8th May 2014
INFORMATION FROM THE OFFICE OF
TELEPHONE/FAX: 01248 852615
MOBILE: 07595 323006
INQUEST ON MOVIE LEGEND JEAN KENT
An inquest into the death of movie legend Jean Kent, one of Britain’s top box-office stars in the 1940s and 1950s, will take place at 10 a.m. on Thursday of this week, May 8, at the Active Business Centre, St. Andrews Castle, 33 St. Andrews Street South, Bury St. Edmunds, Suffolk, IP33 3PH, with the Senior Coroner for Suffolk, Dr. Peter Dean, presiding.
The hearing will be in Miss Kent’s married name, Joan Mildred Hurst.
No witnesses are being called, but the evidence will reveal that Miss Kent, a wealthy 92-year-old widow, was found naked on the floor of her bedroom at her secluded home, Thornglade, in the village of Westhorpe, near Stowmarket, on November 28 by her housekeeper, Mrs. Rita Betts, with a television, a television stand, and a disabled heavy chair across the left-hand side of her upper body. She had suffered serious injury to her chest and three ribs had been fractured.
Miss Kent was taken by ambulance to West Suffolk Hospital, Bury St. Edmunds, where she died in the early hours of November 30.
The star’s Executor, national newspaper journalist and former national film and theatre critic Michael Thornton, who was named by Miss Kent as Next of Kin, said today: “The Coroner has now passed to me all the relevant findings and documents in the case.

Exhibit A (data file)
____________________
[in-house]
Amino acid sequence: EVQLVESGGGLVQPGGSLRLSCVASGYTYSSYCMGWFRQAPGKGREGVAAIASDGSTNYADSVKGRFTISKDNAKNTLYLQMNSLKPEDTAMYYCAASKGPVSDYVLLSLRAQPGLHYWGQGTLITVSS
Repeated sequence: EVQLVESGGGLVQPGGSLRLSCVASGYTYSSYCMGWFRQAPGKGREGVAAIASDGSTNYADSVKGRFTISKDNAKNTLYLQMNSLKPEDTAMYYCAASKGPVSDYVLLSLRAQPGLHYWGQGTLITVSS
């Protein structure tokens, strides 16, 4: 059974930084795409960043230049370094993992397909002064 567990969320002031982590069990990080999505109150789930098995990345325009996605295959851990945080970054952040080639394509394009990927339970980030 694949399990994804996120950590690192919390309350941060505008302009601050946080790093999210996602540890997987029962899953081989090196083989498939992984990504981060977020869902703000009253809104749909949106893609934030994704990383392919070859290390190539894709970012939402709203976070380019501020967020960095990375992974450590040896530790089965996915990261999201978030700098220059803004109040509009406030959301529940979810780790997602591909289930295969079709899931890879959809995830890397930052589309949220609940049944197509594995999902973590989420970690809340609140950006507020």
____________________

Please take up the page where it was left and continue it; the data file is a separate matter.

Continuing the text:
“I do not think it would be proper for me to pre-empt what Dr. Peter Dean is going to say at the inquest, but I can certainly confirm that his findings will refute the wilder stories that were in circulation at the time of Jean’s death, to the effect that intruders might have broken into her house and attacked her. One report even used the word, “murdered”. As the police have established, that certainly did not happen. At the time that her housekeeper found her, the front-door of the house was still locked, and the alarm system was in operation”.
One week after Thursday’s inquest, the British Film Institute is honouring Jean Kent at the National Film Theatre on May 15, when Michael Thornton will introduce the star’s most celebrated and also most notorious film, Good-Time Girl, which was refused a certificate by the British Board of Film Censors until a violent scene in which the star was raped was cut, and other changes were made. Even then, the film was still banned by the watch committees in several major UK cities, including Birmingham.
The film also starred Dennis Price, Diana Dors, Dame Flora Robson and Jill Balcon, the mother of Daniel Day-Lewis.